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Rethinking the Importance of Your Social Network

That lunch date might just save your life. 

Technology allows us to stay more connected than ever before, without ever having to leave our homes. We can conduct meetings with people around the world, dialing into the same conference room. We can Snapchat someone in Paris while texting someone in Ontario while sending a Facebook message to someone at the North Pole. 

That’s incredible. 

But it comes at a serious cost. As we become increasingly able to connect virtually, the quantity and quality of authentic, in-person social connectedness suffers miserably. 

And it could be seriously affecting our health. 

A meta-study with a whopping 300,000 participants across all ages found that adults can expect an astonishing 50 percent boost in longevity if they build and maintain a strong social network. And when we say “social network,” we’re not talking about Facebook. 

According to the research, a strong social network “turns out to be just as good for long-term survival as giving up a 15-cigarette-a-day smoking habit,” and is “more crucial to physical health than exercising or beating obesity.”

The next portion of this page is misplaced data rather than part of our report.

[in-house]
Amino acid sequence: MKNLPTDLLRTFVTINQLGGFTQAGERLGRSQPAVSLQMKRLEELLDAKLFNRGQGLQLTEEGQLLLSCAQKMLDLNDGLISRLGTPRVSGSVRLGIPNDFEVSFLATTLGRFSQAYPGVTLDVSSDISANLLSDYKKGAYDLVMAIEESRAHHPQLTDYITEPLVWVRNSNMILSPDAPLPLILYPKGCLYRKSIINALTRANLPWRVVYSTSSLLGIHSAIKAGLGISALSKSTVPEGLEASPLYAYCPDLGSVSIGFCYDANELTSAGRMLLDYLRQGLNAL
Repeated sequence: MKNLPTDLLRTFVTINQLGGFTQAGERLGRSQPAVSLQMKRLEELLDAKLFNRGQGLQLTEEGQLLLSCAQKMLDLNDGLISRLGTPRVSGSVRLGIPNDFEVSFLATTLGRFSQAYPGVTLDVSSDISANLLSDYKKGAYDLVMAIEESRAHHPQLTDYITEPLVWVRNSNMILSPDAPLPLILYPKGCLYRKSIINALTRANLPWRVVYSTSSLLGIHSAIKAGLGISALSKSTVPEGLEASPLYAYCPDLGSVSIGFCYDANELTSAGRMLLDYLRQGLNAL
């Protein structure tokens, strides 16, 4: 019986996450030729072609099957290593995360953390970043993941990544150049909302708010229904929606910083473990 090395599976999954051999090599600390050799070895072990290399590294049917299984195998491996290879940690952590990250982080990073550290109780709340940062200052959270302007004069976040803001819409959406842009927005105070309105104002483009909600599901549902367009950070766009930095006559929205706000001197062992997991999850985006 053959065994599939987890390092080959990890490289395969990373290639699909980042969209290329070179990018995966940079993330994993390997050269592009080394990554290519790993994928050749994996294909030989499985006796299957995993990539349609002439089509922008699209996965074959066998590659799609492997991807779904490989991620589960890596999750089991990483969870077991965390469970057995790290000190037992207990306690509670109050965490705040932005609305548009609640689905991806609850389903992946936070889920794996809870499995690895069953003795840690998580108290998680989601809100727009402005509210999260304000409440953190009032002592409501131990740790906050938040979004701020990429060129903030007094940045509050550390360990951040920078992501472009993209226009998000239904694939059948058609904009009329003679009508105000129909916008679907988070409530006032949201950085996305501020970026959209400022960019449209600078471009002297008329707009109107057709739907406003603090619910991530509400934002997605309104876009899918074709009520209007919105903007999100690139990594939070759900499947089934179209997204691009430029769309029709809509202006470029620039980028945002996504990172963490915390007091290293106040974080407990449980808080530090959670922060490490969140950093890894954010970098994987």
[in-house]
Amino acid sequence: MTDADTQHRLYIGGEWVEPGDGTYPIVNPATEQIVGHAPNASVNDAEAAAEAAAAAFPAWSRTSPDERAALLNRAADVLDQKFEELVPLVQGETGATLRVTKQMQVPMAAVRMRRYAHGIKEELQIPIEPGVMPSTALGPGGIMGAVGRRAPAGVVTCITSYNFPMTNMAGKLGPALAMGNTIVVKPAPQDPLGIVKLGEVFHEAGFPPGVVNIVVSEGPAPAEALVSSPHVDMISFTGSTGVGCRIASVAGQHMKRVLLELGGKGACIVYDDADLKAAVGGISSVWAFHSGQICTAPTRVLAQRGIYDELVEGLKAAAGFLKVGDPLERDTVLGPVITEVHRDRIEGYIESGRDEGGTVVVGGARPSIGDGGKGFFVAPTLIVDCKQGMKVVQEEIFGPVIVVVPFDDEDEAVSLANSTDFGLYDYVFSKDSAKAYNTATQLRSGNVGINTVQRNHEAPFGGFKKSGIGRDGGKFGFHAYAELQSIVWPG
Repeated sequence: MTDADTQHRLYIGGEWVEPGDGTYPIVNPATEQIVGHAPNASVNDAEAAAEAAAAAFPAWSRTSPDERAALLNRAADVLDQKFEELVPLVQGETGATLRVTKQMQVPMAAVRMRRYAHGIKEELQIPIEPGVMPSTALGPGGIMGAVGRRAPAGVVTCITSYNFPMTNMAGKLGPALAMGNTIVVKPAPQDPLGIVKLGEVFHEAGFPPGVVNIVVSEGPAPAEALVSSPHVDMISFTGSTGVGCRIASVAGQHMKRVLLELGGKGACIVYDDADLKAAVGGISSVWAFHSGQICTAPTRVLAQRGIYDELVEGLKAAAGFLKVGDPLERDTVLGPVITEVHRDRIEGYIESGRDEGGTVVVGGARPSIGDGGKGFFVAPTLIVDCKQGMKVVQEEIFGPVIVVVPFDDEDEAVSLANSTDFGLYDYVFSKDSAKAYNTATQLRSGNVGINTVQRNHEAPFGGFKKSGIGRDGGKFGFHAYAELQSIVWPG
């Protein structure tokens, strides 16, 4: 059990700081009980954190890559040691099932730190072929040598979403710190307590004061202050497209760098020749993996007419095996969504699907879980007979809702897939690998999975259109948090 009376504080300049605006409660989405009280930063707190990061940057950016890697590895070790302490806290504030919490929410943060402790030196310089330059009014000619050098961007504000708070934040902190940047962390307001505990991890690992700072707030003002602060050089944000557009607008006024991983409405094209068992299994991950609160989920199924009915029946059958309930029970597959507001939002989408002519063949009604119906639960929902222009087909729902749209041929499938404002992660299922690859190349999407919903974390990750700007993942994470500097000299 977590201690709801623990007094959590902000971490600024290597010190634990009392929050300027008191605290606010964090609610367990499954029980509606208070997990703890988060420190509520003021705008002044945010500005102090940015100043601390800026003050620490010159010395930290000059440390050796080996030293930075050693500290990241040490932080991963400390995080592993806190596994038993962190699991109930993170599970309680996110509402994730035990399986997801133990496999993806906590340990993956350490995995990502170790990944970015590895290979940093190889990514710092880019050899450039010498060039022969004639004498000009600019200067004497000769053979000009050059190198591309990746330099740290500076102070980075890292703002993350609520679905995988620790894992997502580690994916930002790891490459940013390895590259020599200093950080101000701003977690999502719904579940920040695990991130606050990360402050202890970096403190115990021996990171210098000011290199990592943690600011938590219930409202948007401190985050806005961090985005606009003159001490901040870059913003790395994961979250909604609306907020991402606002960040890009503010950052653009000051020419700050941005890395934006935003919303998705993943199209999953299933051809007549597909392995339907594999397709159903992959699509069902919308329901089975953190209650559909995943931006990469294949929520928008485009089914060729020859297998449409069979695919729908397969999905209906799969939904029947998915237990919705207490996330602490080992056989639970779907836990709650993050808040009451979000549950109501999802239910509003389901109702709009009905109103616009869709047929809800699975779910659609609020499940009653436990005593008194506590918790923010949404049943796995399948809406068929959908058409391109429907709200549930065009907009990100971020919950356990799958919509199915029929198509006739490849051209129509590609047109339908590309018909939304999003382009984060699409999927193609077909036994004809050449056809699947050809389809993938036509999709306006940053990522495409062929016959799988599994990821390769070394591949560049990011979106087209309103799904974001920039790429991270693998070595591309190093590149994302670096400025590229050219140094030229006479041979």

You read that right. 


More important than exercise. 

More important than beating obesity. 

More important than a serious smoking habit. 


We were stunned, too.  

Now, we’re not suggesting that you develop a bunch of bad habits thinking that your strong friendships will protect you. 

On the contrary. Why not double up on positive benefits? 

Meet a friend for a group fitness class. 

Meet a few friends for a delicious dinner made with real, fresh ingredients. 

Whatever you do, meet someone. In person. If you don’t already have a strong social network, it’s never too late to start. 

Places like the Saint Paul Athletic Club and University Club of Saint Paul are built-in social networks, filled with interesting, friendly people who automatically share something in common with you, simply by nature of your shared membership. 

Be well. Live longer. Be social.